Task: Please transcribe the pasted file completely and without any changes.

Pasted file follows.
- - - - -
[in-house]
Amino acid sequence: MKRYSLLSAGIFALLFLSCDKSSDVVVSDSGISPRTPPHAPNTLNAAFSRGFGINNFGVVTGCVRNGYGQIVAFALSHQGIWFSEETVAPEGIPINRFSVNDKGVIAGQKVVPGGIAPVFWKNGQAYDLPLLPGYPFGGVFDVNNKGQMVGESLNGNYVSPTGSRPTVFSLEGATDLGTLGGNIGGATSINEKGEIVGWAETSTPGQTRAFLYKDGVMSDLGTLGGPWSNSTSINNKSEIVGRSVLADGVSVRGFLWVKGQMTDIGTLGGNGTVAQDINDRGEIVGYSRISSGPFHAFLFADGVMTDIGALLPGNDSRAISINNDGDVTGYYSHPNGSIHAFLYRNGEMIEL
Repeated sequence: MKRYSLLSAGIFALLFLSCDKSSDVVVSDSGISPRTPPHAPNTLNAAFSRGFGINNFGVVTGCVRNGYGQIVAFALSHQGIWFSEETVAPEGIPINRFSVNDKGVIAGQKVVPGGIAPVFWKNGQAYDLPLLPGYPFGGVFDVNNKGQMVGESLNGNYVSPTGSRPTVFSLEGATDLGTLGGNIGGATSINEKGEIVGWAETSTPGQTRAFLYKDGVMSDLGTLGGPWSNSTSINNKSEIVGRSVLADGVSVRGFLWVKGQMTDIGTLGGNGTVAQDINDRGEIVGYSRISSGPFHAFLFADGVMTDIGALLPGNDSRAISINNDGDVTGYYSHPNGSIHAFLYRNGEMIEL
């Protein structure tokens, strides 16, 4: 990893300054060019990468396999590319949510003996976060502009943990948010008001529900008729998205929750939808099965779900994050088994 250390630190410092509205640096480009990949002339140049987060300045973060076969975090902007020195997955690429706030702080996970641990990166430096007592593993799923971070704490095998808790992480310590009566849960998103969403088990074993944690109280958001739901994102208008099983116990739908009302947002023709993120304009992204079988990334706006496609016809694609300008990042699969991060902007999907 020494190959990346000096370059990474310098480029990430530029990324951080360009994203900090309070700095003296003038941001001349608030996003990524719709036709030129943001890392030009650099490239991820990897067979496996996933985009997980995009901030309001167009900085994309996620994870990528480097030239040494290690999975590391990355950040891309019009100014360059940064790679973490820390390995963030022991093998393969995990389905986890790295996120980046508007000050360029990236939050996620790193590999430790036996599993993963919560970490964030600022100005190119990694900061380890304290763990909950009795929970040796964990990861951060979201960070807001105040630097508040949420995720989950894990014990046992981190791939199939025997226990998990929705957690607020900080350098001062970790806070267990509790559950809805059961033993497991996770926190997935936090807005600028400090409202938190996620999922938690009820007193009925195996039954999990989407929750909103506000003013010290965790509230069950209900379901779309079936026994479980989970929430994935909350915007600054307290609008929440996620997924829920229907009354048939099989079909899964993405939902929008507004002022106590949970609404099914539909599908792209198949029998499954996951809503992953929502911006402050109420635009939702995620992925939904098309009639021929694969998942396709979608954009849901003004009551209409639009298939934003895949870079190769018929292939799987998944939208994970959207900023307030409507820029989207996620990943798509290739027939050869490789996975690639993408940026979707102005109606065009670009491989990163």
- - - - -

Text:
[in-house]
Amino acid sequence: MKRYSLLSAGIFALLFLSCDKSSDVVVSDSGISPRTPPHAPNTLNAAFSRGFGINNFGVVTGCVRNGYGQIVAFALSHQGIWFSEETVAPEGIPINRFSVNDKGVIAGQKVVPGGIAPVFWKNGQAYDLPLLPGYPFGGVFDVNNKGQMVGESLNGNYVSPTGSRPTVFSLEGATDLGTLGGNIGGATSINEKGEIVGWAETSTPGQTRAFLYKDGVMSDLGTLGGPWSNSTSINNKSEIVGRSVLADGVSVRGFLWVKGQMTDIGTLGGNGTVAQDINDRGEIVGYSRISSGPFHAFLFADGVMTDIGALLPGNDSRAISINNDGDVTGYYSHPNGSIHAFLYRNGEMIEL
Repeated sequence: MKRYSLLSAGIFALLFLSCDKSSDVVVSDSGISPRTPPHAPNTLNAAFSRGFGINNFGVVTGCVRNGYGQIVAFALSHQGIWFSEETVAPEGIPINRFSVNDKGVIAGQKVVPGGIAPVFWKNGQAYDLPLLPGYPFGGVFDVNNKGQMVGESLNGNYVSPTGSRPTVFSLEGATDLGTLGGNIGGATSINEKGEIVGWAETSTPGQTRAFLYKDGVMSDLGTLGGPWSNSTSINNKSEIVGRSVLADGVSVRGFLWVKGQMTDIGTLGGNGTVAQDINDRGEIVGYSRISSGPFHAFLFADGVMTDIGALLPGNDSRAISINNDGDVTGYYSHPNGSIHAFLYRNGEMIEL
């Protein structure tokens, strides 16, 4: 990893300054060019990468396999590319949510003996976060502009943990948010008001529900008729998205929750939808099965779900994050088994 250390630190410092509205640096480009990949002339140049987060300045973060076969975090902007020195997955690429706030702080996970641990990166430096007592593993799923971070704490095998808790992480310590009566849960998103969403088990074993944690109280958001739901994102208008099983116990739908009302947002023709993120304009992204079988990334706006496609016809694609300008990042699969991060902007999907 020494190959990346000096370059990474310098480029990430530029990324951080360009994203900090309070700095003296003038941001001349608030996003990524719709036709030129943001890392030009650099490239991820990897067979496996996933985009997980995009901030309001167009900085994309996620994870990528480097030239040494290690999975590391990355950040891309019009100014360059940064790679973490820390390995963030022991093998393969995990389905986890790295996120980046508007000050360029990236939050996620790193590999430790036996599993993963919560970490964030600022100005190119990694900061380890304290763990909950009795929970040796964990990861951060979201960070807001105040630097508040949420995720989950894990014990046992981190791939199939025997226990998990929705957690607020900080350098001062970790806070267990509790559950809805059961033993497991996770926190997935936090807005600028400090409202938190996620999922938690009820007193009925195996039954999990989407929750909103506000003013010290965790509230069950209900379901779309079936026994479980989970929430994935909350915007600054307290609008929440996620997924829920229907009354048939099989079909899964993405939902929008507004002022106590949970609404099914539909599908792209198949029998499954996951809503992953929502911006402050109420635009939702995620992925939904098309009639021929694969998942396709979608954009849901003004009551209409639009298939934003895949870079190769018929292939799987998944939208994970959207900023307030409507820029989207996620990943798509290739027939050869490789996975690639993408940026979707102005109606065009670009491989990163």